There’s no educational, financial, or legal reason to delay action.
Indianapolis Public Schools came back to life this month, as students flooded through hallways and settled into classrooms. But at Broad Ripple High School, for the first time in nearly a century, a school year started with silence.
The decision to close Broad Ripple was a difficult one for everyone. As an elected official, I understand that tough decisions come with the territory, and I don’t question the rationale for restructuring IPS high schools.
But the community does deserve a voice in the future of Broad Ripple High School. We’re in danger of missing a unique opportunity to write a new chapter for this great institution — a partnership with Purdue Polytechnic High School that would benefit Broad Ripple Village, students and families across our city, and the taxpayers.
Readers probably know the background: Purdue Polytechnic, a great academic program focused on science, technology, engineering and math (STEM), already operates in IPS and has made a lucrative proposal to make Broad Ripple the site of its second Indy high school. It’s six months past the district’s original timeline to settle the fate of the property; despite the strong Purdue offer, they want to delay a decision another year or more.
The arguments for embracing Purdue Polytechnic are straightforward, starting with students: Many of our fastest-growing, high-paying jobs are in STEM fields; Purdue Polytechnic would prepare local kids for college and career opportunities, and to take part in the future of Indy’s economy.
Concerns about reopening a high school at Broad Ripple miss the bigger picture — Purdue Polytechnic would be part of IPS, but without transportation and other costs that influenced the district to close Broad Ripple High School.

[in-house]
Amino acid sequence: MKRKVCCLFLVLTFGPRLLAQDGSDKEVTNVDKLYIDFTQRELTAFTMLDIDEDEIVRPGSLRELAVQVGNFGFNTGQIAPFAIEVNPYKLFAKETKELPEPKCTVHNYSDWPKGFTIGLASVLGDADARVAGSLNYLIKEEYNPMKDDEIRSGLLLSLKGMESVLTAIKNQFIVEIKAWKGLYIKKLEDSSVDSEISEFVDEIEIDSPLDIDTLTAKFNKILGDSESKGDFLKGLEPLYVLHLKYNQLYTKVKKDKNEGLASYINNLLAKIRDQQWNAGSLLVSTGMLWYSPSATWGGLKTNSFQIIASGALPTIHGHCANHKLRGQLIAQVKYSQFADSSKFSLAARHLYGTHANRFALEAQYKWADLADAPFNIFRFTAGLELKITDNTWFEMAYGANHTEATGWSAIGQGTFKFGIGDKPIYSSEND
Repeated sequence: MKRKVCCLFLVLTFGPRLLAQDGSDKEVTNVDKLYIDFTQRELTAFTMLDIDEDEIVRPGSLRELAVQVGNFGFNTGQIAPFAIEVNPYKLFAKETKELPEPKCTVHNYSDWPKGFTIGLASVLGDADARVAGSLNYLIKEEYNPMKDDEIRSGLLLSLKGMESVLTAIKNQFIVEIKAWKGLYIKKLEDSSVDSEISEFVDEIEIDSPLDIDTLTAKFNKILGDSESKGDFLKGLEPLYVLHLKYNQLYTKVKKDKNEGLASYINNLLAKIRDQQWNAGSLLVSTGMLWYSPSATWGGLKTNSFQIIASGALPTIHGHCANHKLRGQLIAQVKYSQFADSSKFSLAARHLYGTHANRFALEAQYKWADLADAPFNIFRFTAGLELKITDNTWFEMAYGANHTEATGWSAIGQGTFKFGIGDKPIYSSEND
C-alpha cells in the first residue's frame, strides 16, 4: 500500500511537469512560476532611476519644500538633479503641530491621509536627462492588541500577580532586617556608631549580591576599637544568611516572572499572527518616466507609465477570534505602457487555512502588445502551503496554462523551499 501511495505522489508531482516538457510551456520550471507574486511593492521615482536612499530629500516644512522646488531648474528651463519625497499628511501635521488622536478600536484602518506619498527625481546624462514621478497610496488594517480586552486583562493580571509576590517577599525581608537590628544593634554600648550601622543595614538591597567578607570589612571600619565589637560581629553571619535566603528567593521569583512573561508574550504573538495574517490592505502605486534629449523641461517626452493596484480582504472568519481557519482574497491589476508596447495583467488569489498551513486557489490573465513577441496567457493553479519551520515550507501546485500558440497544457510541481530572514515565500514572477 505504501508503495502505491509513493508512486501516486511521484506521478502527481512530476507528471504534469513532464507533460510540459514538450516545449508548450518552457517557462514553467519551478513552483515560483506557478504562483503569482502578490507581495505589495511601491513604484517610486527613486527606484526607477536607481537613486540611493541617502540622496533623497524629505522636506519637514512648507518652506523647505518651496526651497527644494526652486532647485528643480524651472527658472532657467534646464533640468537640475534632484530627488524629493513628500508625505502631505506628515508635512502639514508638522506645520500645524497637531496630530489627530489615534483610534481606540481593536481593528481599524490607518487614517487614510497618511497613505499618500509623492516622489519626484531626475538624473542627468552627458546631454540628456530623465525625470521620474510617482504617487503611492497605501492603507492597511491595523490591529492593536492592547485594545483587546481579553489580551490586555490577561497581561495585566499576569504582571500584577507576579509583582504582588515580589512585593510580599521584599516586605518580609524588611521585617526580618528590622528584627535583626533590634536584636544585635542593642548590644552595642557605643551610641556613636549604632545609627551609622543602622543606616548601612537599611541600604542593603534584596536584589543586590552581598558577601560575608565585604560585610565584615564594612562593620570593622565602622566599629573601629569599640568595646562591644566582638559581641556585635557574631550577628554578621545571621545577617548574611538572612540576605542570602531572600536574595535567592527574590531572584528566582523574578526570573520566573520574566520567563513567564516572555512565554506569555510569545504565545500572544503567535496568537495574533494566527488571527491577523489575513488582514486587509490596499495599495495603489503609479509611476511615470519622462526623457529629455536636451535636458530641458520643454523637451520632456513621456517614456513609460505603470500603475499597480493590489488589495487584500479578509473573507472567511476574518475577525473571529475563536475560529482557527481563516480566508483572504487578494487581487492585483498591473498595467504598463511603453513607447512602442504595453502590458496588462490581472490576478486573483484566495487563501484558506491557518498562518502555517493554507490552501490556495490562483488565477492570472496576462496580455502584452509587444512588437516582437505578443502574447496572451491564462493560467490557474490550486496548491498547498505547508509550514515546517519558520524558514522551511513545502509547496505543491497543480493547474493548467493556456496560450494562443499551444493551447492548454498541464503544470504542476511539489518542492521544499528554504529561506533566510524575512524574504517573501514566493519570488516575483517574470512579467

In fact, the new high school would strengthen IPS. There are 17,000-plus high school-aged students who live within 15 minutes of the property, which is actually closer to other area high schools — North Central, Lawrence Central and Lawrence North, and Pike, to name a few — than to Arsenal Tech, which also offers STEM programs.
I understand that Purdue has offered to recruit only students from the Broad Ripple neighborhood and suburban school systems, focusing on households with incomes that qualify for free or reduced lunch. There’s no downside to IPS welcoming another great school, adding an innovative option that will draw new students.
The financial case is equally strong. Purdue Polytechnic is willing to pay a fair price for space (compared to IPS’ analysis) and the district would gain revenue right away, boosting its budget instead of paying to maintain the building while rolling the dice on the real estate market. And since the size of the property exceeds Purdue’s current needs, the lease wouldn’t close the door on other development opportunities.
There’s no educational, financial, or legal reason to delay action on Broad Ripple — in fact, if IPS followed the spirit of state law, they’d have to offer the property to charter schools for $1.
A recent IPS statement argued, “We believe our constituents would not want us to circumvent a public process and bypass due diligence.” On the contrary, I’m strongly convinces that these constituents — our community — don’t want more months of meetings that put the Purdue plan in jeopardy. We want action.
I represent the Broad Ripple area on the City-County Council, serve as executive director of the Broad Ripple Village Association, live and own a business just minutes from Broad Ripple High School. Let me say loud and clear: The public has spoken in favor of a high school to serve Broad Ripple, and we support the Purdue Polytechnic proposal as a ‘win-win’ for IPS, students in our neighborhood and beyond, and the taxpayers.
IPS already conducted an extensive public process around the closure of Broad Ripple High School, and has had another year for due diligence. In the meantime, we’ve had neighborhood forums and collected thousands of petition signatures on behalf of educational reuse of the former high school.
In short, jeopardizing the Purdue deal with further delays wouldn’t serve the public interest. It would thwart public sentiment, not clarify it. I urge the IPS Board of Commissioners to follow the facts, truly listen to its constituents, and reconsider the Purdue proposal before this unique opportunity slips away.
Colleen Fanning is executive director of the Broad Ripple Village Association and a District 2 City-County councillor.
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